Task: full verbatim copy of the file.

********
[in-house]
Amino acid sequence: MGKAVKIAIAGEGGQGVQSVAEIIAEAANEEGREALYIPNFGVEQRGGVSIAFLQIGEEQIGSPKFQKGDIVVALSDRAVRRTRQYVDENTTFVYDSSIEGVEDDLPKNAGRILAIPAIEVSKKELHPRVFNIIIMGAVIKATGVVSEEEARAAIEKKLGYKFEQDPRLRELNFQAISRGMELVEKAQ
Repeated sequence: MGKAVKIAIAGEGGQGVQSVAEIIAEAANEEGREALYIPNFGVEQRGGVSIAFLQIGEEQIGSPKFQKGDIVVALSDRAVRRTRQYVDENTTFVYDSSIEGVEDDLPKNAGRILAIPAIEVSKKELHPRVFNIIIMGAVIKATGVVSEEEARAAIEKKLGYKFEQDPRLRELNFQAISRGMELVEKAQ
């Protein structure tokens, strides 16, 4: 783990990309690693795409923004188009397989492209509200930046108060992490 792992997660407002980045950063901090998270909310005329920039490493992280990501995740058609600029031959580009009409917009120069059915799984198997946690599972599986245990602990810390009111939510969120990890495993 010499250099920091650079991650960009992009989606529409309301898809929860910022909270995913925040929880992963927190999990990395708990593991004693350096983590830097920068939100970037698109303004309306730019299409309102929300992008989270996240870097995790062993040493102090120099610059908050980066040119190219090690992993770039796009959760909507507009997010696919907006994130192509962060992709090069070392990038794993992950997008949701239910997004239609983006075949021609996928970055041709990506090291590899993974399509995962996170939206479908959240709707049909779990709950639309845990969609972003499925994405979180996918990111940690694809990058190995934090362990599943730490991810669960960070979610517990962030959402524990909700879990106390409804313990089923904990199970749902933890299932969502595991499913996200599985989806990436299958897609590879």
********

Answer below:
[in-house]
Amino acid sequence: MGKAVKIAIAGEGGQGVQSVAEIIAEAANEEGREALYIPNFGVEQRGGVSIAFLQIGEEQIGSPKFQKGDIVVALSDRAVRRTRQYVDENTTFVYDSSIEGVEDDLPKNAGRILAIPAIEVSKKELHPRVFNIIIMGAVIKATGVVSEEEARAAIEKKLGYKFEQDPRLRELNFQAISRGMELVEKAQ
Repeated sequence: MGKAVKIAIAGEGGQGVQSVAEIIAEAANEEGREALYIPNFGVEQRGGVSIAFLQIGEEQIGSPKFQKGDIVVALSDRAVRRTRQYVDENTTFVYDSSIEGVEDDLPKNAGRILAIPAIEVSKKELHPRVFNIIIMGAVIKATGVVSEEEARAAIEKKLGYKFEQDPRLRELNFQAISRGMELVEKAQ
């Protein structure tokens, strides 16, 4: 783990990309690693795409923004188009397989492209509200930046108060992490 792992997660407002980045950063901090998270909310005329920039490493992280990501995740058609600029031959580009009409917009120069059915799984198997946690599972599986245990602990810390009111939510969120990890495993 010499250099920091650079991650960009992009989606529409309301898809929860910022909270995913925040929880992963927190999990990395708990593991004693350096983590830097920068939100970037698109303004309306730019299409309102929300992008989270996240870097995790062993040493102090120099610059908050980066040119190219090690992993770039796009959760909507507009997010696919907006994130192509962060992709090069070392990038794993992950997008949701239910997004239609983006075949021609996928970055041709990506090291590899993974399509995962996170939206479908959240709707049909779990709950639309845990969609972003499925994405979180996918990111940690694809990058190995934090362990599943730490991810669960960070979610517990962030959402524990909700879990106390409804313990089923904990199970749902933890299932969502595991499913996200599985989806990436299958897609590879």